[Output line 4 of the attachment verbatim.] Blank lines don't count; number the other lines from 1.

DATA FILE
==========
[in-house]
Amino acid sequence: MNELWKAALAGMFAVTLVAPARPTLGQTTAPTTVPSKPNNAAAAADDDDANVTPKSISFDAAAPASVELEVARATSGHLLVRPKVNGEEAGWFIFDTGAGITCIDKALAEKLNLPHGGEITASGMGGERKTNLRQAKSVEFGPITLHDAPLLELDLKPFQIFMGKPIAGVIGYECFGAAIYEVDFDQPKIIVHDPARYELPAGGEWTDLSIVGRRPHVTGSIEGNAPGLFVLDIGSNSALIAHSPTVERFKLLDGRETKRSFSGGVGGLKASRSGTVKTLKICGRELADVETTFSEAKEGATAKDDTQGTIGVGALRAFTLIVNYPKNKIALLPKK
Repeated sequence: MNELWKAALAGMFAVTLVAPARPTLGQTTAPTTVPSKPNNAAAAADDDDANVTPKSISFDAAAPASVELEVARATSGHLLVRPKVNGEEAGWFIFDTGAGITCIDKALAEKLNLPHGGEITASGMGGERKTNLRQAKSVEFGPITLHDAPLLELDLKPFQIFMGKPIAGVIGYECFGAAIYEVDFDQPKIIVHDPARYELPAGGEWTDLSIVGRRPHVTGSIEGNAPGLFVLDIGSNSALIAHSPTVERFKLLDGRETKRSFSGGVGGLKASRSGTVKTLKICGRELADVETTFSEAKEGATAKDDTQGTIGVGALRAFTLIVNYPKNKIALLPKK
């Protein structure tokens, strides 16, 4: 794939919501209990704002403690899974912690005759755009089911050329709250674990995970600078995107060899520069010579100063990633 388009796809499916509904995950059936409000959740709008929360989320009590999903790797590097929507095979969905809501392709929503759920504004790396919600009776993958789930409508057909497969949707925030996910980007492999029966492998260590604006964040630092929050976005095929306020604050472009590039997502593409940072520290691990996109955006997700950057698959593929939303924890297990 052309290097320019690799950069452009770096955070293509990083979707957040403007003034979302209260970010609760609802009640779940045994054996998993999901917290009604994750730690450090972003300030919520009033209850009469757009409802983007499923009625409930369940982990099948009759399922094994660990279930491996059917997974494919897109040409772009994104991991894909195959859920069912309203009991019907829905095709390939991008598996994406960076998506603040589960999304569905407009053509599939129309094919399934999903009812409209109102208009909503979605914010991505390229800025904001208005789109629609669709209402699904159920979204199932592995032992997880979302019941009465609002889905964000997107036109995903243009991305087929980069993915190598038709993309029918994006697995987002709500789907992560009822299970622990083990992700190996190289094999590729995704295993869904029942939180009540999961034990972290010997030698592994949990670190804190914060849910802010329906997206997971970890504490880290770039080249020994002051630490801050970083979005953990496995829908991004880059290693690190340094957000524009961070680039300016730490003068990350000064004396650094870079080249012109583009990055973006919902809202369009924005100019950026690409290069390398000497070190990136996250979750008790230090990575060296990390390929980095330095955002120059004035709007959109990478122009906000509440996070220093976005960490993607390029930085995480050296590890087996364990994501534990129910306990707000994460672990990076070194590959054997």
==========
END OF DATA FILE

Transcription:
């Protein structure tokens, strides 16, 4: 794939919501209990704002403690899974912690005759755009089911050329709250674990995970600078995107060899520069010579100063990633 388009796809499916509904995950059936409000959740709008929360989320009590999903790797590097929507095979969905809501392709929503759920504004790396919600009776993958789930409508057909497969949707925030996910980007492999029966492998260590604006964040630092929050976005095929306020604050472009590039997502593409940072520290691990996109955006997700950057698959593929939303924890297990 052309290097320019690799950069452009770096955070293509990083979707957040403007003034979302209260970010609760609802009640779940045994054996998993999901917290009604994750730690450090972003300030919520009033209850009469757009409802983007499923009625409930369940982990099948009759399922094994660990279930491996059917997974494919897109040409772009994104991991894909195959859920069912309203009991019907829905095709390939991008598996994406960076998506603040589960999304569905407009053509599939129309094919399934999903009812409209109102208009909503979605914010991505390229800025904001208005789109629609669709209402699904159920979204199932592995032992997880979302019941009465609002889905964000997107036109995903243009991305087929980069993915190598038709993309029918994006697995987002709500789907992560009822299970622990083990992700190996190289094999590729995704295993869904029942939180009540999961034990972290010997030698592994949990670190804190914060849910802010329906997206997971970890504490880290770039080249020994002051630490801050970083979005953990496995829908991004880059290693690190340094957000524009961070680039300016730490003068990350000064004396650094870079080249012109583009990055973006919902809202369009924005100019950026690409290069390398000497070190990136996250979750008790230090990575060296990390390929980095330095955002120059004035709007959109990478122009906000509440996070220093976005960490993607390029930085995480050296590890087996364990994501534990129910306990707000994460672990990076070194590959054997």